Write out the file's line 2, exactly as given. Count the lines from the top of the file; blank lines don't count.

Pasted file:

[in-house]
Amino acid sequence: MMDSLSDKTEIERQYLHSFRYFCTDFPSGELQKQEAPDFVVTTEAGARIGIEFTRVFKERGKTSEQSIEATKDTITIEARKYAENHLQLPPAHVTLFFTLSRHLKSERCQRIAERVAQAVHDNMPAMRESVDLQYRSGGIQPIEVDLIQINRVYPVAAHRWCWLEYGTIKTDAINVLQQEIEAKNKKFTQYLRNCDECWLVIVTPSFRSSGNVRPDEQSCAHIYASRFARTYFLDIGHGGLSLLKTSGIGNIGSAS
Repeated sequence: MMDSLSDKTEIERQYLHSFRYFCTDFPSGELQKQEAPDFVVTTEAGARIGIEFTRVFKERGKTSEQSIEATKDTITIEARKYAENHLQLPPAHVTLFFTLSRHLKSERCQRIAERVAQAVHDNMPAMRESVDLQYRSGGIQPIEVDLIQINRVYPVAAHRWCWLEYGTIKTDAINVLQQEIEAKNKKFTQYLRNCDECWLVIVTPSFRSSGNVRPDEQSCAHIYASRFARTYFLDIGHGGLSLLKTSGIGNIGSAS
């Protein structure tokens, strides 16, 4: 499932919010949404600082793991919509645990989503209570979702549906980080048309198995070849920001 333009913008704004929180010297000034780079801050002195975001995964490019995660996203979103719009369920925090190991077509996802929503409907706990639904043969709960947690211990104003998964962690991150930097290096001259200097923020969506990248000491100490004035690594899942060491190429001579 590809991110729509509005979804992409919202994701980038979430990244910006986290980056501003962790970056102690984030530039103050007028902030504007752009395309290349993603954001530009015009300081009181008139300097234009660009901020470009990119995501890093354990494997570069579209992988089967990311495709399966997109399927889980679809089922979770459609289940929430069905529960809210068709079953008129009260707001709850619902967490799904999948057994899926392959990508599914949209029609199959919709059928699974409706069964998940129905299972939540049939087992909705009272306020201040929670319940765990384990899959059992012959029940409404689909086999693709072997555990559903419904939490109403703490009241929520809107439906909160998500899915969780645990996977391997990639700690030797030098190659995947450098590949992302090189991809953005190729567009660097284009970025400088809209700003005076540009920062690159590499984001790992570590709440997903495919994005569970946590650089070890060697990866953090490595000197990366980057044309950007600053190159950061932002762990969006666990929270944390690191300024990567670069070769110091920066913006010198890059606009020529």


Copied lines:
Amino acid sequence: MMDSLSDKTEIERQYLHSFRYFCTDFPSGELQKQEAPDFVVTTEAGARIGIEFTRVFKERGKTSEQSIEATKDTITIEARKYAENHLQLPPAHVTLFFTLSRHLKSERCQRIAERVAQAVHDNMPAMRESVDLQYRSGGIQPIEVDLIQINRVYPVAAHRWCWLEYGTIKTDAINVLQQEIEAKNKKFTQYLRNCDECWLVIVTPSFRSSGNVRPDEQSCAHIYASRFARTYFLDIGHGGLSLLKTSGIGNIGSAS